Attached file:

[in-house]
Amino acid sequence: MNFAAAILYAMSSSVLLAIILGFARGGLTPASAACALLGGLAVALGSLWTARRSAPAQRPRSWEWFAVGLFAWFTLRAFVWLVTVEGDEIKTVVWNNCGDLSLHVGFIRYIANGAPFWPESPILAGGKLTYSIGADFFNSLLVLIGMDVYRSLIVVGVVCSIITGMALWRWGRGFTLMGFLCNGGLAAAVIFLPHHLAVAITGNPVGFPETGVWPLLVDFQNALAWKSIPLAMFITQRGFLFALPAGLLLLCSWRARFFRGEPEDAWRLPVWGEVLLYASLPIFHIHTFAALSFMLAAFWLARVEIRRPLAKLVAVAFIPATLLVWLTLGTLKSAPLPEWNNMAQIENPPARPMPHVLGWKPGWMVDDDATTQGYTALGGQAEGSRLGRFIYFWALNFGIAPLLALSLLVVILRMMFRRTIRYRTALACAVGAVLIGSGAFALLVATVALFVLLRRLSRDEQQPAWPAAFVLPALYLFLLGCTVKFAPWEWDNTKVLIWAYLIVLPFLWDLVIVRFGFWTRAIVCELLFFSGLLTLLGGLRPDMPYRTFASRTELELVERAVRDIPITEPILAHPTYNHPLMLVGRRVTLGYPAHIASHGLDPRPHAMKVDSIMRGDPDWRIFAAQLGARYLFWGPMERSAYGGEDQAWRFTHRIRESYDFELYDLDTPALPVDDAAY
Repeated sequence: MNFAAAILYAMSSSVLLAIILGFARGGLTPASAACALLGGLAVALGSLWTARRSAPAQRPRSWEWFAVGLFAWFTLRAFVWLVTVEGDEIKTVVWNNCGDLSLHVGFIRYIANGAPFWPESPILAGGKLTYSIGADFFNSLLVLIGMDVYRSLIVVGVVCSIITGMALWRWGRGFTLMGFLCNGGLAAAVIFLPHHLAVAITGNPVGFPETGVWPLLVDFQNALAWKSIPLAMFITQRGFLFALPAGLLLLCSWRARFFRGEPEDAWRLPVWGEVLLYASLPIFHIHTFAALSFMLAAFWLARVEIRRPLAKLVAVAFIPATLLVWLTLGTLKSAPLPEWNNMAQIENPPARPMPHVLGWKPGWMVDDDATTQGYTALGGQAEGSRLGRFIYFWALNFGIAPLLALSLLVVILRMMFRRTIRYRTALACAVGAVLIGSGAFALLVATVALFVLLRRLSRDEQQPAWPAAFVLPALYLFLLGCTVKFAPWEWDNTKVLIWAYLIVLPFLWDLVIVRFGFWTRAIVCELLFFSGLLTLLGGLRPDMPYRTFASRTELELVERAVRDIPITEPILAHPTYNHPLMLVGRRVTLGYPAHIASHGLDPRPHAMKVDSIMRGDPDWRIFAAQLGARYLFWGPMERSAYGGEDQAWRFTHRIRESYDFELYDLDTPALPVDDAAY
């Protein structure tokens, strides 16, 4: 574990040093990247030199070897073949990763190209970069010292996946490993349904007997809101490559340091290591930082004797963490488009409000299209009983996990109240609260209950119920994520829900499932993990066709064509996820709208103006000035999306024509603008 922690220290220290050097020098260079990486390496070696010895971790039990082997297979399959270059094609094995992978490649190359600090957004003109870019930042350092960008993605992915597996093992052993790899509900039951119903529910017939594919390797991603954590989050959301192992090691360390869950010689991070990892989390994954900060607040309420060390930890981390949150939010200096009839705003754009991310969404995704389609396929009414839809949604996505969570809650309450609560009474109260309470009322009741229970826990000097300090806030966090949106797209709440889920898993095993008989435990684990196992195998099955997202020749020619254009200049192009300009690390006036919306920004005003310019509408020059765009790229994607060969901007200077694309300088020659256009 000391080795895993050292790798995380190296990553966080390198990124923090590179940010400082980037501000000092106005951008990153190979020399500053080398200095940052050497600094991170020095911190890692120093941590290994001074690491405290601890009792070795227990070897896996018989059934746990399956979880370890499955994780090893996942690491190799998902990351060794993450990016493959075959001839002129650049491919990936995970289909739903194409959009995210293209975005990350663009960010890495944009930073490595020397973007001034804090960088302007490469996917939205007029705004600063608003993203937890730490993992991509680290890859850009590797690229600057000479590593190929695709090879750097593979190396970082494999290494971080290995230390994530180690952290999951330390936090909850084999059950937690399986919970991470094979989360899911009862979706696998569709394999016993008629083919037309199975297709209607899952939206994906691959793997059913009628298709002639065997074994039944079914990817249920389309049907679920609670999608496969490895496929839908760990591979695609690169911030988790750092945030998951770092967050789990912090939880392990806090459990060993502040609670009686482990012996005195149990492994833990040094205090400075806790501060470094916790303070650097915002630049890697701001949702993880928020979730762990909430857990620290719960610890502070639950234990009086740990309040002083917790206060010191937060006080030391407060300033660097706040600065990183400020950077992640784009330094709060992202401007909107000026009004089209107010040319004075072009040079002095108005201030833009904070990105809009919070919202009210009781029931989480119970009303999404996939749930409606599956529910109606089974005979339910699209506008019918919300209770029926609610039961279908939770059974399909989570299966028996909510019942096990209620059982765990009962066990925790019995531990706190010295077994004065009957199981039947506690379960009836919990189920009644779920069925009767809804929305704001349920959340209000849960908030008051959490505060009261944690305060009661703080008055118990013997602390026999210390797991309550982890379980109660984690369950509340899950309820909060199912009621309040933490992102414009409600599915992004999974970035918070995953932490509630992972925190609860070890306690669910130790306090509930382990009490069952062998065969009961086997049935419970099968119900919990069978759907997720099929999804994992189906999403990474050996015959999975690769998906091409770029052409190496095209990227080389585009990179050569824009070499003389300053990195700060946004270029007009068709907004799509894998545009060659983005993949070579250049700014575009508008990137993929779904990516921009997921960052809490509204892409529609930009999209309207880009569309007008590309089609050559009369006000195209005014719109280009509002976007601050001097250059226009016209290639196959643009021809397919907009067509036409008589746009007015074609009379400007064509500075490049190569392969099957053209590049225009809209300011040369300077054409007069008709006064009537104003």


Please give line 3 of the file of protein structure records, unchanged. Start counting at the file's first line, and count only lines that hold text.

Repeated sequence: MNFAAAILYAMSSSVLLAIILGFARGGLTPASAACALLGGLAVALGSLWTARRSAPAQRPRSWEWFAVGLFAWFTLRAFVWLVTVEGDEIKTVVWNNCGDLSLHVGFIRYIANGAPFWPESPILAGGKLTYSIGADFFNSLLVLIGMDVYRSLIVVGVVCSIITGMALWRWGRGFTLMGFLCNGGLAAAVIFLPHHLAVAITGNPVGFPETGVWPLLVDFQNALAWKSIPLAMFITQRGFLFALPAGLLLLCSWRARFFRGEPEDAWRLPVWGEVLLYASLPIFHIHTFAALSFMLAAFWLARVEIRRPLAKLVAVAFIPATLLVWLTLGTLKSAPLPEWNNMAQIENPPARPMPHVLGWKPGWMVDDDATTQGYTALGGQAEGSRLGRFIYFWALNFGIAPLLALSLLVVILRMMFRRTIRYRTALACAVGAVLIGSGAFALLVATVALFVLLRRLSRDEQQPAWPAAFVLPALYLFLLGCTVKFAPWEWDNTKVLIWAYLIVLPFLWDLVIVRFGFWTRAIVCELLFFSGLLTLLGGLRPDMPYRTFASRTELELVERAVRDIPITEPILAHPTYNHPLMLVGRRVTLGYPAHIASHGLDPRPHAMKVDSIMRGDPDWRIFAAQLGARYLFWGPMERSAYGGEDQAWRFTHRIRESYDFELYDLDTPALPVDDAAY